Obviously, the governor’s comment is in reference to the fact that Sunny Ofili chose to ride in a Jeep driven by an heavily intoxicated driver, the Late Agbogidi Henry Ezeagwuna, the Obi of Issele-Uku, (who also happened to be the traditional ruler of his home town and his father-in-law). Granted Sunny should never have agreed to ride a car driven by an heavily intoxicated driver, but the real irony here, is that the same Uduaghan used Sunny’s reach and influence with Delta north first class chiefs and Obis to get his government reelected. This happened even though he and his predecessor, James Ibori had nothing to show in terms of benefit to the Delta people. The vehicle Sunny should have avoided is the disaster prone Jeep called the Delta state government. A government that has no exact policy on road management! A government that sustains itself through bribery and sheer impunity. A government that receives more statutory allocation than any other states and yet primary school students still attend classes under a thatched roof! I could go on, needless to say that the death of Sunny Ofili is no more a sad event than the thousands that died daily on Delta roads while the Delta state and Federal Government of Nigeria looks on. It is also a warning to many of us idealist in Diaspora: Look before you jump!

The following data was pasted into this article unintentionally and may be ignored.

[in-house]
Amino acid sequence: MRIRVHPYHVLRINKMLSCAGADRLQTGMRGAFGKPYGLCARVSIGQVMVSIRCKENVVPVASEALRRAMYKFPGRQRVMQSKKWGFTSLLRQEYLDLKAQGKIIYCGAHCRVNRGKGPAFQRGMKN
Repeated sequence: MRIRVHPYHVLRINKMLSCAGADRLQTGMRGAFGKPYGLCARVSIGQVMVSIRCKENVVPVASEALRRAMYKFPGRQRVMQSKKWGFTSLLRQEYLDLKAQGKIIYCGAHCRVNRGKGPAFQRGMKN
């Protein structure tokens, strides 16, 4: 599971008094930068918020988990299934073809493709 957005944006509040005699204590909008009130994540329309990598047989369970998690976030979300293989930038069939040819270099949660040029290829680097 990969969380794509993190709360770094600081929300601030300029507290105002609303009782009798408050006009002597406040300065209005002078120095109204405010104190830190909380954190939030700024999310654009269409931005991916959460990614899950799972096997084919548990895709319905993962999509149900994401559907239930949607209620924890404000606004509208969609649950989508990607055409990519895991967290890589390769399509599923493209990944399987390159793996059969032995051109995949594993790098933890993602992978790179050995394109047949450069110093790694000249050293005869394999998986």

And then there is Dimgba Igwe, of the Weekend Concord fame! He along with Late Michael Awoyinfa started the demystification of celebrity journalism in Nigeria. They both put the poor on the front page of newspapers in Nigeria through their rich stories on Nigerian masses. Imagine the shock on the face of newspapers literati in Nigeria in circa 1990s, when Weekend Concord published an in-depth story on the travails of “dumpster diving” college graduates in Nigeria in the early 1990s. Dimgba Igwe died this week in the hand of a hit and run driver, in another PDP controlled states, Abia state, with all the federal might at their disposal. Yes, it could have happened in an APC control states, but as long the president continue to go around to gloat in Osun and Ekiti about how he would have love to help the respective states but for the fact that state government is controlled by opposition party, it is fair game to remind him about the carnage in the states controlled by his party! After all, it is the federal government of Nigeria that controls the Federal Road Safety Marshall. The same federal government forbids state government from establishing any patrol on federal roads by statute.
The ongoing divisive and ethnic politics in Nigeria is largely responsible for the inept and corrupt regime stalking our land. You can bribe the traditional rulers to force their people to vote for you and called it democracy. But you cannot protect the people from callous death, in the hands of Boko Haram, Niger Delta militants, OPC, or a random drunk driver. What a shame! We are at a point in our democratic experiment we need to start asking our leaders tough questions, one of Winston Churchill's pithy observations seems appropriate – “however beautiful the strategy, one should occasionally stop to have a look at the results”. Is this the democracy we fought for as student union activist and journalist?